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Born in 1597, Francis was the second son of William Glisson of Rampisham of Dorset. Admitted to Caius College, Cambridge in 1617, he took a degree in Arts in 1620, was incorporated MA at Oxford in 1627, and turning to the study of physics, graduated MD from Cambridge in 1634. That same year he was admitted to the College of Physicians, becoming a fellow the following year. In 1636 he was appointed regius professor of physics at Cambridge, a post he held until his death 41 years later.
During the Civil War, he moved to loyalist Colchester, where he practised medicine with great reputation and was present during the siege by parliamentary forces in 1648. Shortly afterwards he went to live in London and became very active in the affairs of the College of Physicians (fig 1), holding, successively, the posts of censor, councillor and president (1667–9).1 2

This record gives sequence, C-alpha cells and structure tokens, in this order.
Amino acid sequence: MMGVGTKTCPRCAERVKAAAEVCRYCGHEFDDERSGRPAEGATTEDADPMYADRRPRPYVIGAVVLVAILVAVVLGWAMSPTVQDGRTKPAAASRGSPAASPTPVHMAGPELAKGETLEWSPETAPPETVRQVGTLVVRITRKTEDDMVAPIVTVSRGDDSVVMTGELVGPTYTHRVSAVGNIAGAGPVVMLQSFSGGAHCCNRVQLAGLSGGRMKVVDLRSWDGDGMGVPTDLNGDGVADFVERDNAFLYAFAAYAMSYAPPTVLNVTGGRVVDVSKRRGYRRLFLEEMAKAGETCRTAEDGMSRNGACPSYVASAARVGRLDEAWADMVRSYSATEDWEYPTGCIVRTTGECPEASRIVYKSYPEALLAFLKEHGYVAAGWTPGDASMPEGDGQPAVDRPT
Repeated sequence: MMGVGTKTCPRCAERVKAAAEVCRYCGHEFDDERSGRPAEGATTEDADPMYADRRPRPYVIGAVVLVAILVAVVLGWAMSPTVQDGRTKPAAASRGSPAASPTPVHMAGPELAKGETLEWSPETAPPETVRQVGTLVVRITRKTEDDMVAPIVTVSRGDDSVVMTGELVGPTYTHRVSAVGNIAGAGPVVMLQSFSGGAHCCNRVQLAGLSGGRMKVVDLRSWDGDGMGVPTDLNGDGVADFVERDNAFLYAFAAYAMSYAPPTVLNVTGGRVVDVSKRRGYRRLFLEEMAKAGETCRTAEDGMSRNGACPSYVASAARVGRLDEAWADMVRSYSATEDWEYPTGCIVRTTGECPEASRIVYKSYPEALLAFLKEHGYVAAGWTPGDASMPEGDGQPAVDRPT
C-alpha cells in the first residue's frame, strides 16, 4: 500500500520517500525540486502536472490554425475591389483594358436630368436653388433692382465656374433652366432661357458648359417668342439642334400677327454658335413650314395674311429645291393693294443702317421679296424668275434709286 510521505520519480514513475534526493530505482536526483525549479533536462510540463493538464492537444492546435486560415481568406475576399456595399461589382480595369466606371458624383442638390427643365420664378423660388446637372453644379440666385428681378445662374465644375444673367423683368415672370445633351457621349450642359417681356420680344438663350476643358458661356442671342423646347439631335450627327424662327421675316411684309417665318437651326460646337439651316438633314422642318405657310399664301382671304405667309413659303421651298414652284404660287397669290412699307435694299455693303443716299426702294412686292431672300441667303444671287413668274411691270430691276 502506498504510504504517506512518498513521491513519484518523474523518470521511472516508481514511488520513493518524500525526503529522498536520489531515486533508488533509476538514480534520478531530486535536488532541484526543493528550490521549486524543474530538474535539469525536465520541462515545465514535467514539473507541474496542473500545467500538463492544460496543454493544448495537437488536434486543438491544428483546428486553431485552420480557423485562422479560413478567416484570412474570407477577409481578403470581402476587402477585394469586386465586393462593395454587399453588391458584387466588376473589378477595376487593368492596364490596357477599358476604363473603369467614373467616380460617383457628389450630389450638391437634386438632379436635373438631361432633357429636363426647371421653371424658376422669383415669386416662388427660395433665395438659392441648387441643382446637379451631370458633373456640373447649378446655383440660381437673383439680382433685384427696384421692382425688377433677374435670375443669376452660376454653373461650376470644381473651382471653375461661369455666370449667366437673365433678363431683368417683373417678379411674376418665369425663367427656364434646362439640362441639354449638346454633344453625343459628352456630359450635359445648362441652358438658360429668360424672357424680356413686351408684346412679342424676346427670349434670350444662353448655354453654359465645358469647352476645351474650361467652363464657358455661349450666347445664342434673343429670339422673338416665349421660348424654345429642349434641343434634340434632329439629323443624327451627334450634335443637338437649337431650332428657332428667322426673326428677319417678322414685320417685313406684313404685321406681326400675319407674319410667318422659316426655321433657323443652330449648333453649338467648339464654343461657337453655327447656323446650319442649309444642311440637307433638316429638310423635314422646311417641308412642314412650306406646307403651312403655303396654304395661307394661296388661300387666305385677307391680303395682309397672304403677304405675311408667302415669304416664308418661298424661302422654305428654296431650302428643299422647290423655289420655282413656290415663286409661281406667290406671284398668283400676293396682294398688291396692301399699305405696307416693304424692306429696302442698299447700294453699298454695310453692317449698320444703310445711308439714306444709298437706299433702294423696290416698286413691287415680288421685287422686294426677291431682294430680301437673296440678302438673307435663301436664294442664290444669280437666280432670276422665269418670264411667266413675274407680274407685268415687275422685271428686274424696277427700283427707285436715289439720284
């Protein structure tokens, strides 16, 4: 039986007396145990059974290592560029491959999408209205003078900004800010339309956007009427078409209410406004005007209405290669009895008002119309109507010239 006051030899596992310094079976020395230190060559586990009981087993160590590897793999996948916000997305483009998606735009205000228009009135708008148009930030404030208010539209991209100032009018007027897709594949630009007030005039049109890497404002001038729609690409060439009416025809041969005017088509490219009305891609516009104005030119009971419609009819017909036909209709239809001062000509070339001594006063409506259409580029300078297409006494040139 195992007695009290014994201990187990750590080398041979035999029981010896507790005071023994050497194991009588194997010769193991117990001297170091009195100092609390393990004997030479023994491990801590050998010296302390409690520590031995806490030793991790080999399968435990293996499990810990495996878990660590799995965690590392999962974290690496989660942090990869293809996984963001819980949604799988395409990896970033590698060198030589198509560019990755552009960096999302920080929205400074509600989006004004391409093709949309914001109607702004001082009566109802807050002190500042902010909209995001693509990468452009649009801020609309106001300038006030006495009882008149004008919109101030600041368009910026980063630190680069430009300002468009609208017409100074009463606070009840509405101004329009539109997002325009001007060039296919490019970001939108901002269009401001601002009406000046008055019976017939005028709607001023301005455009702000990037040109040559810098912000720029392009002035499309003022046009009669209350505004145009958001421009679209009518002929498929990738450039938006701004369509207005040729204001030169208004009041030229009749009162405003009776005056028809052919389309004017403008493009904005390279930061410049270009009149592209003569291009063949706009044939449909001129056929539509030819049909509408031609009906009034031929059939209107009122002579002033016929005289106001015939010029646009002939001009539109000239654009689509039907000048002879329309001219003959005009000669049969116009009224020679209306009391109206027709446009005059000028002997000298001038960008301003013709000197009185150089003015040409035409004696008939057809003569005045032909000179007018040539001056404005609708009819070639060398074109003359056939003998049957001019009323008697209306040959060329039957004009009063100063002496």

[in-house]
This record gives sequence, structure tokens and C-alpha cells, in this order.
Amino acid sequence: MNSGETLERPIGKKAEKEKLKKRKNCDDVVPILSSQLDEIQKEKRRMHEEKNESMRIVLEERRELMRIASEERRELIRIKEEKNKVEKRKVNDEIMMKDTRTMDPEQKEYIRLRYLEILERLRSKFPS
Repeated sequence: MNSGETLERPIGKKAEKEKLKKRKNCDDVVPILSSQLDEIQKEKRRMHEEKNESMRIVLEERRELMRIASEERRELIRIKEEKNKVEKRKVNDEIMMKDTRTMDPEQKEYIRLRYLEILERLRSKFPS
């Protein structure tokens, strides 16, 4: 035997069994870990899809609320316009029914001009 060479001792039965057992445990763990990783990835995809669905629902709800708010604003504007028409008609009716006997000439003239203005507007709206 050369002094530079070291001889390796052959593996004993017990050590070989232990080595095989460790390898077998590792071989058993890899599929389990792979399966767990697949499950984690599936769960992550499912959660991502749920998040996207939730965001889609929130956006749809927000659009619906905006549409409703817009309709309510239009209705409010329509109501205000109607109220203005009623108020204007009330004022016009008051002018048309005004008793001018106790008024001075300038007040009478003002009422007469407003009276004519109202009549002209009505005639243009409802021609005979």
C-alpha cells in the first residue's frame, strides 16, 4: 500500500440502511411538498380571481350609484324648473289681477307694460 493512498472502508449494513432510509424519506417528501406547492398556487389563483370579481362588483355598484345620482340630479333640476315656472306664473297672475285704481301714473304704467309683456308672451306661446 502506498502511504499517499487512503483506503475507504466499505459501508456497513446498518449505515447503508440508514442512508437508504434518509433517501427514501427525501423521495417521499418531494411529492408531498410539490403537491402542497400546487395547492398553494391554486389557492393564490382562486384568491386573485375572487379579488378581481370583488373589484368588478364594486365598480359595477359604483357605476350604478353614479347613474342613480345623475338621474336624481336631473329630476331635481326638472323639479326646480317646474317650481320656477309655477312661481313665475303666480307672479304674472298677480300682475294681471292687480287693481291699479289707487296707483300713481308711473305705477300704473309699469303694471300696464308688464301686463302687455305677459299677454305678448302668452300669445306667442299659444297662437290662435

Soon after arriving in London, Glisson joined a small group of distinguished doctors and scientists who met weekly to discuss natural and experimental philosophy. This group, with additional members, became the Royal Society after the Restoration. In 1650 Glisson published a treatise De Rachitide, acknowledging the help of seven other physicians belonging to the group. An English edition, edited by Nicholas Culpeper (1616–54), with the title A treatise of …
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